I apologize at the outset because I am about to revisit a topic you have seen too many times on this blog--the reading choices our children are making--or perhaps better put, those choices made for them by people who are old enough to know better:
A particularly sore point between our immediate family and my in-laws has been Harry Potter. When we were together this weekend, one member of the family noted that the oldest grandson who was just turning 10 had read the first in the Potter series. They are so proud of that. I think this is an abomination in the making. Am I that judgmental and narrow-minded?
Scripture is clear about the issues of witchcraft and sorcery in both the Old and New Testaments. These sins are everywhere in children's literature today. What will we reap as a society from these choices? We should expect what we are getting: a society that is racing away from Biblical truth at an alarming speed. Even Believers.
When our boys were still in public school, James Martin read some of The Magic Tree House books, and I was very uncomfortable with those as well. They use seemingly innocuous adventures of children as they magically travel through history. The children learn to practice their own magic as the series progresses. I discouraged him from reading those, and was relieved when we left public school that they were no longer at his disposal.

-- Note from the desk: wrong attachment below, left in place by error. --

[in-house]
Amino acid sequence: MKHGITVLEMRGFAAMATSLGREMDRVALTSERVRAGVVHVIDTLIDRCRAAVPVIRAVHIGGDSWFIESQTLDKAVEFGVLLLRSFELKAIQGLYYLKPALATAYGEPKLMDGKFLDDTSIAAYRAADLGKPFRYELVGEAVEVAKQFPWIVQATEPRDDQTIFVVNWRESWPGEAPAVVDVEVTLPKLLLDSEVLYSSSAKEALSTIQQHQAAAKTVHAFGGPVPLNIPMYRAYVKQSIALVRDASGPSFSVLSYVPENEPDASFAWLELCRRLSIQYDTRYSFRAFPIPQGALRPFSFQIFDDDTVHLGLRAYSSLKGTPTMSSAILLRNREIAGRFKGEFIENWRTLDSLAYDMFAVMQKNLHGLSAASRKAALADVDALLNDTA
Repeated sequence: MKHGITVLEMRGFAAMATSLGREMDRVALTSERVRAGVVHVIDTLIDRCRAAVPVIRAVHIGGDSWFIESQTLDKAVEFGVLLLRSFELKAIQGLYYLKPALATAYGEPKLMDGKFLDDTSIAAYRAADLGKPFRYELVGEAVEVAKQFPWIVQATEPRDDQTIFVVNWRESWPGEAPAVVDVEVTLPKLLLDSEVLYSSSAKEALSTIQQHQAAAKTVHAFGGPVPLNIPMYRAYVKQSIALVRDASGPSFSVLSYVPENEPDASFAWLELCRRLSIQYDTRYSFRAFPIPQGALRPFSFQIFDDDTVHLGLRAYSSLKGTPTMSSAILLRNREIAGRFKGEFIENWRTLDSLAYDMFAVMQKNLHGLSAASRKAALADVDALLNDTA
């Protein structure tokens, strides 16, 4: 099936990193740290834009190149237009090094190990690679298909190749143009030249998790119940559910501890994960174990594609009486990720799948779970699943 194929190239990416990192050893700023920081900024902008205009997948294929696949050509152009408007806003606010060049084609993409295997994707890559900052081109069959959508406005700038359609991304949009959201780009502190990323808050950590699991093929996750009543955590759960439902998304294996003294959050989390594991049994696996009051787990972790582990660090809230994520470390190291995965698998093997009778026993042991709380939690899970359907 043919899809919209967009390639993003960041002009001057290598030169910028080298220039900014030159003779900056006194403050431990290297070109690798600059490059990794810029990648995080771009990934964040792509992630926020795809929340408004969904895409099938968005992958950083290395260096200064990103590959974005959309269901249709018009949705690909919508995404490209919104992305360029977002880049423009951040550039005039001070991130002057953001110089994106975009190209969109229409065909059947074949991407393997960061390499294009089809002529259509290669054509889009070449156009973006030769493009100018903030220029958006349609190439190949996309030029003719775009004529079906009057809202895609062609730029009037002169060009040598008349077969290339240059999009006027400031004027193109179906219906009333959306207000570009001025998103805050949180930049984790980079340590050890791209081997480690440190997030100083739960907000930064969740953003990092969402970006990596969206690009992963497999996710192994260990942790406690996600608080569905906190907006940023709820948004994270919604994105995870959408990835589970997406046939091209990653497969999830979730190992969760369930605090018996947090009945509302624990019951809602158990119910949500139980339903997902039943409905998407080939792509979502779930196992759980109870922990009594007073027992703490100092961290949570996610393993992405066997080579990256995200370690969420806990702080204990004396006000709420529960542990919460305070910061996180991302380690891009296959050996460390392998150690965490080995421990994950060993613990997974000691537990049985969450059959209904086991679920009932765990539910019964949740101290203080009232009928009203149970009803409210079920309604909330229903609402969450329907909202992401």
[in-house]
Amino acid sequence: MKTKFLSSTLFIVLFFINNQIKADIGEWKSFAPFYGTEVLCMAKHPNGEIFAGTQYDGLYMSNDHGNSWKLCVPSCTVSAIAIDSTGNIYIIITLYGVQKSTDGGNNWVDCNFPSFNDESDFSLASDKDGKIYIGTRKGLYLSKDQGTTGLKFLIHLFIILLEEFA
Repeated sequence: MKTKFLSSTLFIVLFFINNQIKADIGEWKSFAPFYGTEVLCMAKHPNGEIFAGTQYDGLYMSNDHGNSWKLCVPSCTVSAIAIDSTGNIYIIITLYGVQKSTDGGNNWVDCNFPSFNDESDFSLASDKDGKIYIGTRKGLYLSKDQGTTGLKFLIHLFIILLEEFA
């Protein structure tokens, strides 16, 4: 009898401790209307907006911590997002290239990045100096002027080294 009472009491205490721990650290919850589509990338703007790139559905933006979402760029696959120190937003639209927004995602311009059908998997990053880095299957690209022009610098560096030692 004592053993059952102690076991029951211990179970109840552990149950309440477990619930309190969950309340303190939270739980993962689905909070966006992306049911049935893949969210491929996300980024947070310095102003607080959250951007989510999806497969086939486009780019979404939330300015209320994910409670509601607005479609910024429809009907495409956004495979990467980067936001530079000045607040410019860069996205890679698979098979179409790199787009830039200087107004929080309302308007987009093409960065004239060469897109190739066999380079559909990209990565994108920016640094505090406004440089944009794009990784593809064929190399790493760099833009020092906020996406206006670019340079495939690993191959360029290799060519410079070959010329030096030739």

Our kids have honored my feelings (which are their Dad's as well) about Harry Potter, but I am sensing that they have their doubts about the seriousness of the issue. Having said that, John Thomas and I were talking last night about a scene from Dante's Divine Comedy. Virgil covers Dante's eyes as the evil Medusa comes near--Dante is not able to withstand looking upon her without turning to stone. In one of his literature classes in the fall, the class discussed the implications of this dramatic scene--in our own strength, we can't stare down evil. We will be transformed. We must turn away from it. The Book of 1st Thessalonians brings so much of this home:
Prove all things; hold fast that which is good. Abstain from all appearance of evil.
1 Thessalonians 5: 20-22.
There are so many wonderful things out there for our children and young adults to read.
Sometimes I feel truly alone on this issue--and I can't believe how the Christian community has treated it as a non-issue. Many years ago, I had an email conversation about this with my Library friend, Miss Janice. She supported my decisions, and I am grateful. We are a minority of two.
There is so much at stake.